Legend - Click here for largest image!The following observations arose from the settlement of one pair of Swifts in a nesting box placed in a window of my 4th floor flat (see position A on the map). 13 other Swifts gathered around this breeding pair, making a colony of 15 Swifts.  I was able to observe the flying activities of this colony very intensively for 5 years. From 1991 until 1993 this pair was the only breeding pair. Since 1994 there has probably been another pair (position B on the map). What was remarkable was the high proportion of non-breeders. In a neighbouring colony again just one pair bred in 1993 (Tigges 1994). This small group was easy to observe and identify, a lucky requirement which would hardly be possible with higher numbers of individuals. This colony of Swifts possessed a fixed territory of about 120.000 square metres (ca. 30 acres). It consisted of a centre which was flown over by the members nearly exclusively and a fringe which was used by members of the adjacent colonies, too. This fringe extended over open space such as a parking place and a school yard. The birds orientated themselves according to the local topography and set the borderline as a line of houses, so that in this case the territory had the form of a triangle with the sides of length about 420 x 430 x 520 m .

Territorial behaviour

The rules of spatial and temporal behaviour in the territory were as follows:

Under good weather conditions the territory was left around noon. The birds flew away between 11 am and 2 pm and got back in the evening between 5 and 8 pm (CEST). The birds might go off for feeding flights.  Haartman (1949), Hess (1926) and Swaen (1922) report the same behaviour. The observation that the birds reappeared a good half an hour before sunset can be a hint of regional differences in behaviour (Busche 1995).

Breeding period
After their arrival in the first two weeks of May, the breeding pair occupied the old nest site. In 1993 the pair in my home was the only breeding pair in the colony. Other birds, who arrived at around the same time called on potential nesting sites and occupied them or over-summered as non-breeders within or outside the territory. According to my observations what was presumed to be yearlings (birds hatched the previous summer) appeared in the second half of June. Their arrival was apparent in that the stock of birds rose from about 7-8 to 14-15 individuals and that the hunt for nesting places began once again.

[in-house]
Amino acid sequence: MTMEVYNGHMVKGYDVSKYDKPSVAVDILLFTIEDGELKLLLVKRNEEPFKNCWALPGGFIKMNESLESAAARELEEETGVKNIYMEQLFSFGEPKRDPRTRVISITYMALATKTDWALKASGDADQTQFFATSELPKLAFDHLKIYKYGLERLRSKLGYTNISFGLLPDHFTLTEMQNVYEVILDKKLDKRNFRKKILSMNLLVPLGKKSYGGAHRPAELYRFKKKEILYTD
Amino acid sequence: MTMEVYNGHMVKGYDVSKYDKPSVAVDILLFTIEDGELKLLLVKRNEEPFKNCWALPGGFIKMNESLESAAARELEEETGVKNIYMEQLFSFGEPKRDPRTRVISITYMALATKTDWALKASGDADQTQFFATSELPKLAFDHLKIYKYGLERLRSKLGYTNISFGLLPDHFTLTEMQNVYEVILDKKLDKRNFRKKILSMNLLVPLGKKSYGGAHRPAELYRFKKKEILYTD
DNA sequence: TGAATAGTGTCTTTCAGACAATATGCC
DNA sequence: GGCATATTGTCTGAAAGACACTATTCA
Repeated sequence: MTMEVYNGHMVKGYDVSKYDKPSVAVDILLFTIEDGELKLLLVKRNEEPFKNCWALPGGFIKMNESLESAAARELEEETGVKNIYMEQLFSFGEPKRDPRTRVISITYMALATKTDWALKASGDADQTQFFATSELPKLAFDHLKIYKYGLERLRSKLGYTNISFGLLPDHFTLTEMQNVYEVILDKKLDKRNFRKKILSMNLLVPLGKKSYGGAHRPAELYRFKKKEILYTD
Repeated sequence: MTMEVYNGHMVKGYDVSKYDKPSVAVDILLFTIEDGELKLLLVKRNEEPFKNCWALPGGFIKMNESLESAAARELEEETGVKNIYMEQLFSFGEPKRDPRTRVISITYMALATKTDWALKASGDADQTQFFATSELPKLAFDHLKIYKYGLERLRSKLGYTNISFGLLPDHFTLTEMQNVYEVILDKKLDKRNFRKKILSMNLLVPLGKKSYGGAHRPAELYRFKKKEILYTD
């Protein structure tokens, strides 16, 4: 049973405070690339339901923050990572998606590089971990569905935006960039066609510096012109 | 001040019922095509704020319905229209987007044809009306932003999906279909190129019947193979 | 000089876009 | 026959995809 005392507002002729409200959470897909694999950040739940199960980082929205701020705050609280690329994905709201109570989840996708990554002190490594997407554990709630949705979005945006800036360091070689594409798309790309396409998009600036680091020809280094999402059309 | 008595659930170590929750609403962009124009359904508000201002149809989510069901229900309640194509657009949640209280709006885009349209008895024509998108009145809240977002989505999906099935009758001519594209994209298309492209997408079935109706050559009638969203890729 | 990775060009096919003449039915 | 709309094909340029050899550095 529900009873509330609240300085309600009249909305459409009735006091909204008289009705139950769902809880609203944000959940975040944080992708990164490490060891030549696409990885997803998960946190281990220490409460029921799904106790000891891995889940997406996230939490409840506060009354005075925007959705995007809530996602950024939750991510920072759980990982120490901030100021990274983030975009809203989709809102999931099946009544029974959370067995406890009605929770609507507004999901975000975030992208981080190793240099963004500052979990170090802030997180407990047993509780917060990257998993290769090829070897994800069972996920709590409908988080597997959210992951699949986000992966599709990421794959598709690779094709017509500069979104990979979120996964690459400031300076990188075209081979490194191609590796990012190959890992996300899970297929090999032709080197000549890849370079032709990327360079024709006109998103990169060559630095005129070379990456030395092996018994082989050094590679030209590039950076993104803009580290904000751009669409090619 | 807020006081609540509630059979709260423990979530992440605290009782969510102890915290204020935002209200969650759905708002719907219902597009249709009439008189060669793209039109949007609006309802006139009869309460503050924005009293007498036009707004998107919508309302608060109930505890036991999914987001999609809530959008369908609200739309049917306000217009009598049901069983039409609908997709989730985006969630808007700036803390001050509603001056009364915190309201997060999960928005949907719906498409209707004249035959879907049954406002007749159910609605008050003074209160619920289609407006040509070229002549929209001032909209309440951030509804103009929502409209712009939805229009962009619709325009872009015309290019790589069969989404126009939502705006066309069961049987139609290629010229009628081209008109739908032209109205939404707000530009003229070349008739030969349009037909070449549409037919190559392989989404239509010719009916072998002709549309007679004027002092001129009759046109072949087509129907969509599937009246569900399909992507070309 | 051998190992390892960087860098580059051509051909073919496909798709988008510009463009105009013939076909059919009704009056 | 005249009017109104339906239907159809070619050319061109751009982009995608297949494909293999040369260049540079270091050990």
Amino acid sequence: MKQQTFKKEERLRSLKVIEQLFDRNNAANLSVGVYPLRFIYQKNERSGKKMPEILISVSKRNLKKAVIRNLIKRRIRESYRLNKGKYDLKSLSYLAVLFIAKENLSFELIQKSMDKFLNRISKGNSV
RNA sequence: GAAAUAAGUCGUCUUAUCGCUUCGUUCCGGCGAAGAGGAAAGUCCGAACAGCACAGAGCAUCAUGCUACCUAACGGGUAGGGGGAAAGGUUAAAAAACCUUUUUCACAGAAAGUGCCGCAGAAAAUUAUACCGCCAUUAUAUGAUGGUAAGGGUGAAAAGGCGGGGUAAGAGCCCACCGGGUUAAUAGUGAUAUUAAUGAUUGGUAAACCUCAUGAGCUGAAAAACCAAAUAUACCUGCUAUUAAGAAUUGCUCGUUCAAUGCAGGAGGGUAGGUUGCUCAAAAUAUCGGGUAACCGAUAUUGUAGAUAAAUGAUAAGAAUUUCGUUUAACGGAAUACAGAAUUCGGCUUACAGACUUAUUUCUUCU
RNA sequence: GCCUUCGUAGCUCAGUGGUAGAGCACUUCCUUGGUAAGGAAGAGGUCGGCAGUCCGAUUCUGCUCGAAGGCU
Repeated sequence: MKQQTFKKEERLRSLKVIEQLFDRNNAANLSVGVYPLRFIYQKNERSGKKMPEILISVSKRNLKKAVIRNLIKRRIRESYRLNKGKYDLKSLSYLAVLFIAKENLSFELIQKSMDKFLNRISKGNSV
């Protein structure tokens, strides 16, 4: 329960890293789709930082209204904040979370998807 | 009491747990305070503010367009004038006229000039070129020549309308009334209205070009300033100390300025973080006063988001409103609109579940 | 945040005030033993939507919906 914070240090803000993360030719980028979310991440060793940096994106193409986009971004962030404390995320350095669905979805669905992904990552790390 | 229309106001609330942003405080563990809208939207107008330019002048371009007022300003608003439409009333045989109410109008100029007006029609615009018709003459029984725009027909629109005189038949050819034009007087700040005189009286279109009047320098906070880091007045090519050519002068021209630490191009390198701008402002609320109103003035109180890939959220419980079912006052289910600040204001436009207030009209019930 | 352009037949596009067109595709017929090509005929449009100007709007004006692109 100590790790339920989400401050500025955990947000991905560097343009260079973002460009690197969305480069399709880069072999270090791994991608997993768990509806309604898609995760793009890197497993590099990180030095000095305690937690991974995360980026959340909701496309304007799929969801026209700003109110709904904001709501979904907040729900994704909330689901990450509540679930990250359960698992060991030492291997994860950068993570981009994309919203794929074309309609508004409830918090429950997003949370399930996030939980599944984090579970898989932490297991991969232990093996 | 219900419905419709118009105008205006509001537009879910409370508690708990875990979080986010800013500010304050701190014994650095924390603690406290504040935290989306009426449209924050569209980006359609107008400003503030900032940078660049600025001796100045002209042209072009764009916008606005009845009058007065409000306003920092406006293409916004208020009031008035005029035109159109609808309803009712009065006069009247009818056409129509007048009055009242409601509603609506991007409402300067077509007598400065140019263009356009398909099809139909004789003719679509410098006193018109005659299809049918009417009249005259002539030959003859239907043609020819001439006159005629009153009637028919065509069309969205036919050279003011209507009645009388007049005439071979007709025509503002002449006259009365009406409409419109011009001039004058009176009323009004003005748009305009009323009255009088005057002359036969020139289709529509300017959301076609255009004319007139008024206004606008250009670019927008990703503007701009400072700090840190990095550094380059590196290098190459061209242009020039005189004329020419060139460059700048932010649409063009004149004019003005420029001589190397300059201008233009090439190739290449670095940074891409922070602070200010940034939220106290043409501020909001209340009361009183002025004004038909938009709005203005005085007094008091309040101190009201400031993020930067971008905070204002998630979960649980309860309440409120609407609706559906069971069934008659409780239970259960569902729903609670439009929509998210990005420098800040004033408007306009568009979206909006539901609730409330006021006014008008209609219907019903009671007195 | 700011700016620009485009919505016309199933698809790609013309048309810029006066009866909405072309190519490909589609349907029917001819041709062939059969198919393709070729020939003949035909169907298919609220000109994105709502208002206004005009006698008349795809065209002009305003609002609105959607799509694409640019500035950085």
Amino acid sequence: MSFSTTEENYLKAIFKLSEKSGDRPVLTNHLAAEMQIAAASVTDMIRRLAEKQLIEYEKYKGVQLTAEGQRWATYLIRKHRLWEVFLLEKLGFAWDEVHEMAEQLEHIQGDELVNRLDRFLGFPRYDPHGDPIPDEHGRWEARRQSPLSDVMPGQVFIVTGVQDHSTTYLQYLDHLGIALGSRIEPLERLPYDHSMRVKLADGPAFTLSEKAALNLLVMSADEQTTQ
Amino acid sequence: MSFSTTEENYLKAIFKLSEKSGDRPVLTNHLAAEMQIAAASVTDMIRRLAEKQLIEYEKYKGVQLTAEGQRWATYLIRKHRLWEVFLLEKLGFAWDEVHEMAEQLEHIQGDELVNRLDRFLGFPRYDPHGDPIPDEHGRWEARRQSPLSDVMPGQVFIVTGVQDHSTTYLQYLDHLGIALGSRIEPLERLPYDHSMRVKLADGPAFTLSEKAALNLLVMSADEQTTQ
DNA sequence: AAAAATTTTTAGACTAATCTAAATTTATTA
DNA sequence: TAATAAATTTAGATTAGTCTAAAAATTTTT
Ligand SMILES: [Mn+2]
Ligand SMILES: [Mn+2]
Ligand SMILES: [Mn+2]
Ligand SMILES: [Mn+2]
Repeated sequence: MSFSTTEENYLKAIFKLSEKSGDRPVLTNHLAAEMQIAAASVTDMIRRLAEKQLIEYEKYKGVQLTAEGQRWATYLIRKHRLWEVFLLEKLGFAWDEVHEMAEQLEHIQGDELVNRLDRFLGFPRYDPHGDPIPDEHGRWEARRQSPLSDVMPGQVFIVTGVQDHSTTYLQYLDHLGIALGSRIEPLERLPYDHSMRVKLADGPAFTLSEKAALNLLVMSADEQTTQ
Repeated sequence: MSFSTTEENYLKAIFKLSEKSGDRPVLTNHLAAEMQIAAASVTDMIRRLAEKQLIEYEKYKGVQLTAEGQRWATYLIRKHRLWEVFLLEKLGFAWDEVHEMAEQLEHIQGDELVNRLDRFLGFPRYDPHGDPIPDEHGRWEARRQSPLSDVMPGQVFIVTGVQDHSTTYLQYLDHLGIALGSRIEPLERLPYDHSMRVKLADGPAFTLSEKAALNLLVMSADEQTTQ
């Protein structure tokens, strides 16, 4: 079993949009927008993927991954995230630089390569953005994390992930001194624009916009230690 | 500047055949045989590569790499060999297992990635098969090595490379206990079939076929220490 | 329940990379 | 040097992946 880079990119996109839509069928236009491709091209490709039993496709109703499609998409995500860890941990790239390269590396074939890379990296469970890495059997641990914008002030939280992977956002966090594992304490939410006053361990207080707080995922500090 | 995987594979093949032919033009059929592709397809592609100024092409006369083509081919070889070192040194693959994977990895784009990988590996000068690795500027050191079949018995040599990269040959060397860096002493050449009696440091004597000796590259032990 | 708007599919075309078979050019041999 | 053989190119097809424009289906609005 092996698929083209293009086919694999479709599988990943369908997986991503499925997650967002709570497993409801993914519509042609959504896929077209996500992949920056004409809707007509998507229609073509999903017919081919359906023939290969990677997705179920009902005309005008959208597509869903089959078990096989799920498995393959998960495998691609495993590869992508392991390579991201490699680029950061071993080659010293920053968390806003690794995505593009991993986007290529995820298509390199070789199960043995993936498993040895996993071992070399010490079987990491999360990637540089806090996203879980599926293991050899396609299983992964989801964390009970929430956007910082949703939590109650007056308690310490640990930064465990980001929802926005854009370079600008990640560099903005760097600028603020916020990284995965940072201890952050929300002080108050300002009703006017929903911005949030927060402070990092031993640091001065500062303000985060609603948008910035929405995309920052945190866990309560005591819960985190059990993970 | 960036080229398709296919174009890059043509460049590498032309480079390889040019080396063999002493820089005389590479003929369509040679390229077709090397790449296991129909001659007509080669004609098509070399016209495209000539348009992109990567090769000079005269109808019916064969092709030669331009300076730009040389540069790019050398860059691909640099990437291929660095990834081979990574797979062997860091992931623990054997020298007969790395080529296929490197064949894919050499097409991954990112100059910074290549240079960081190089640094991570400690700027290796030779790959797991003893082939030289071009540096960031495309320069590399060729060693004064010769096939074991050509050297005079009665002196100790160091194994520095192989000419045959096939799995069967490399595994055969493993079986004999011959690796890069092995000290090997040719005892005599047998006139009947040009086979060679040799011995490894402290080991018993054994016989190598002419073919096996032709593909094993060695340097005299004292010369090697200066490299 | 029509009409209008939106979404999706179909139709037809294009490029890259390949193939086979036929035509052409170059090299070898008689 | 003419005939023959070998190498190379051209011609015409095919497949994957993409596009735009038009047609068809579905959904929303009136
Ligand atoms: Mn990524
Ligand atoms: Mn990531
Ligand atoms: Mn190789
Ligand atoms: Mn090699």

The arrival of the yearlings has not yet been systematically studied. My own observations correspond with those of Kaiser (1992). On the strength of ring controls he states that the yearlings arrived in his colony in Hesse in the second half of the month of June. However, Weitnauer (1990) states that their arrival in his Swiss colony coincided with that of the breeding adults. The yearlings adapt to the new colony of their own choice relatively fast (Kaiser 1992). Until now it has been unknown whether or not they move forward like the breeding adults in geographically orientated waves (c.f. Sliwinski 1938).

The search for nesting sites by newcommers principally takes place in their own territory. Tests with acoustic signals showed that only that part of population which belongs to the colony respond to the vocalizations of the prospecting birds. All the other Swifts showed no reaction and moved towards the centre of their own colonies. In this experiment duet calls recorded at a nesting site were taped to impersonate an occupied nesting place. However, not all Swifts who could reacted to these calls from their own species. The place of this experiment was only some metres away from the borderline of the centre (cf. C on map) so that I was able to watch those individuals of the neighbouring colony too, who used the outer part of the territory, too. These birds did not show any reaction to the acoustic signals and were exclusively oriented to their own territory (Tigges 1995).